Home football games at JMU are always an exciting spectacle for students, faculty, alumni, and fans. However, for 60 Special Olympics Athletes, the yearly visit to Bridgeforth Stadium provides much more than a thrilling college football game.
Special Olympics is a worldwide organization that allows men and women with intellectual disabilities to participate in Olympic-style sporting events. The organization has been in place since the late 1960s, and has been responsible for helping change the lives of millions of people with intellectual disabilities across the globe.
With 3.7 million athletes in nearly 170 countries, Special Olympics has taken on an international charge to assist men, women and children with disabilities through education, health programs, and sports. In the state of Virginia, with the help of its 20,000 volunteers, Special Olympics has impacted over 11,000 athletes that come from seven regions across the state. On Saturday, September 8, 2012, 60 Special Olympics athletes from Virginia were brought to the campus of James Madison University to participate in the sixth annual "Day with the Dukes."
Founded in 2007 by JMU psychology peer advisor and men's tennis player Jesse Tarr, Day with the Dukes has transformed from a one-time community service event, to an annual celebration that is highly-anticipated by both the JMU student-athletes and the Special Olympians. Daniel Leake, Regional Director of Special Olympics Virginia, said, "Day with the Dukes is simply a wonderful partnership between JMU Athletics and Special Olympics. It gives two groups who may not have much contact with each other the opportunity to realize they really are just alike. Each group loves sports, supports their community and realizes through hard work, they can accomplish anything. Our athletes consider this one of the best days of the year."
This year's highlighted activities began with the Special Olympians arriving and being partnered up with a JMU student-athlete and a peer advisor. From there, the athletes proceeded on to Bridgeforth Stadium/Zane Showker Field, where they were greeted by the Marching Royal Dukes and then started the day running drills with members of the JMU football team.
Senior tight end Brian Barlow shared his thoughts on the time spent with the athletes by saying, "I always look forward to the Day with the Dukes. It is a great experience for both the team and the Special Olympians. It is a great feeling to help them have a fun experience during the event. The team always looks forward to participating in this event every year."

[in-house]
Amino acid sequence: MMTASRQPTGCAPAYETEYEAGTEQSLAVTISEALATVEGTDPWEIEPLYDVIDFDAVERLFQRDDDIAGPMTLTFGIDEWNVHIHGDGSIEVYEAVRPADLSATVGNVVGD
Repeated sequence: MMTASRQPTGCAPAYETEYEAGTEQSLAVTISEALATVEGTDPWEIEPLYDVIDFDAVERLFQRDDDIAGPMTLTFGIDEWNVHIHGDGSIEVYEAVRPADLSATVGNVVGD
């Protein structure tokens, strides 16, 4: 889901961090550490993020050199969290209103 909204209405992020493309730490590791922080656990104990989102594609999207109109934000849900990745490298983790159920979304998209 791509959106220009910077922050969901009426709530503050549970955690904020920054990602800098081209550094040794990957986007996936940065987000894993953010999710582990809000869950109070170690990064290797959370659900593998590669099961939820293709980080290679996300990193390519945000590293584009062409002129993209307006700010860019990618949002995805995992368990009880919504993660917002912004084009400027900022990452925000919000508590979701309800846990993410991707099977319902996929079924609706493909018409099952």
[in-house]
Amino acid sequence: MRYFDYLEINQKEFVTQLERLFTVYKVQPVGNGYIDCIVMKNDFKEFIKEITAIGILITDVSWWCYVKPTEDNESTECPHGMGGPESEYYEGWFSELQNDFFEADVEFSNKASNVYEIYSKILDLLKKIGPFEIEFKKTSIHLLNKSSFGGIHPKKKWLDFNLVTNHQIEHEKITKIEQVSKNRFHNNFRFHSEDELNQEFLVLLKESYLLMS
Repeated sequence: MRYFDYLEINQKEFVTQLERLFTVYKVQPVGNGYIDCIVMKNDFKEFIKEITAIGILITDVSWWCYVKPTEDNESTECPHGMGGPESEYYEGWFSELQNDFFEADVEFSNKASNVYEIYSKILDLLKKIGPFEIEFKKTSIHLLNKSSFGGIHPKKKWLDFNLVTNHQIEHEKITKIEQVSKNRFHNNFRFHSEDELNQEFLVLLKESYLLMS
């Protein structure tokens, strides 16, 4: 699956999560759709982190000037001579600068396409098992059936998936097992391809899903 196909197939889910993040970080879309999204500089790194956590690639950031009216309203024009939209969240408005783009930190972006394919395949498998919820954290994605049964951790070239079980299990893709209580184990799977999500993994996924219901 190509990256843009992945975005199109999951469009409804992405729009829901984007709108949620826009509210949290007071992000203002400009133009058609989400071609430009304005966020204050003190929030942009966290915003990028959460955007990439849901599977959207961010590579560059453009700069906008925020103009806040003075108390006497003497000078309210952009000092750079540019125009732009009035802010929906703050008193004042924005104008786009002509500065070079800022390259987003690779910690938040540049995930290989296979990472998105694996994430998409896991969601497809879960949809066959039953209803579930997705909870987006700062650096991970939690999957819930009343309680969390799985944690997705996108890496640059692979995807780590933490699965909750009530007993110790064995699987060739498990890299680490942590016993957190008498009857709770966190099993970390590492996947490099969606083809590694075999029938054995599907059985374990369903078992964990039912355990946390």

After an hour of passing, running routes, and kicking field goals, the athletes moved inside to Godwin Hall, where they participated in activities with members of the men's and women's basketball teams. Finally, the sporting events finished up with a soccer clinic courtesy of the women's soccer team.
Junior guard for the women's basketball team, Kirby Burkholder said, "Day with the Dukes is always a great experience. It's fulfilling to give back and spend some time playing basketball with the people in the program and giving them a good experience."
The day was scheduled to continue with the Special Olympians participating in the brand-new Duke Dog Spirit Walk with the JMU football players. However, mother nature had other plans and canceled the spirit walk, so the athletes were treated to a mini pep rally in Godwin Hall with the JMU Cheerleaders.
Before the start of the football game, a tailgate-style dinner was set up for the athletes. Much of the group departed afterwards as the game was delayed one hour. However, one of the areas remained for the opening minutes of the game vs. Alcorn State while one Special Olympian, Kirk Barnett, was even chosen to assist the referees with the coin toss on the field. Although the athletes were not able to stay to see the game in its entirety, the experiences that they did have with the JMU student-athletes are ones that they will never forget.
Ian Frazier, Special Olympics Athlete and the 2011 Special Olympics Virginia Athlete of the Year said, "We, Special Olympics athletes, are given the opportunity to spend the day one-on-one with a JMU student athlete. We get to hang out with Coach Matthews and the football team, the men's and women's basketball teams, and the women's soccer team. We get to tour the locker rooms, have a tail-gate-party and go to a great football game. One of us even gets to flip the coin with the officials at the 50-yard line. All of that is great but, this event means so much to us because we get treated as if we aren't 'handicapped' and everybody gets to see that we are just like they are with the same hopes and dreams that they have. This event gives people who may not have ever come into contact with a 'handicapped person' the chance to see that we fit in just fine."To learn more about the largest volunteer organization in the world, visit their home page. For information about volunteering as coaches, fundraisers, event planners, or just raising general public awareness for Special Olympics Virginia, visit the Special Olympics Virginia home page.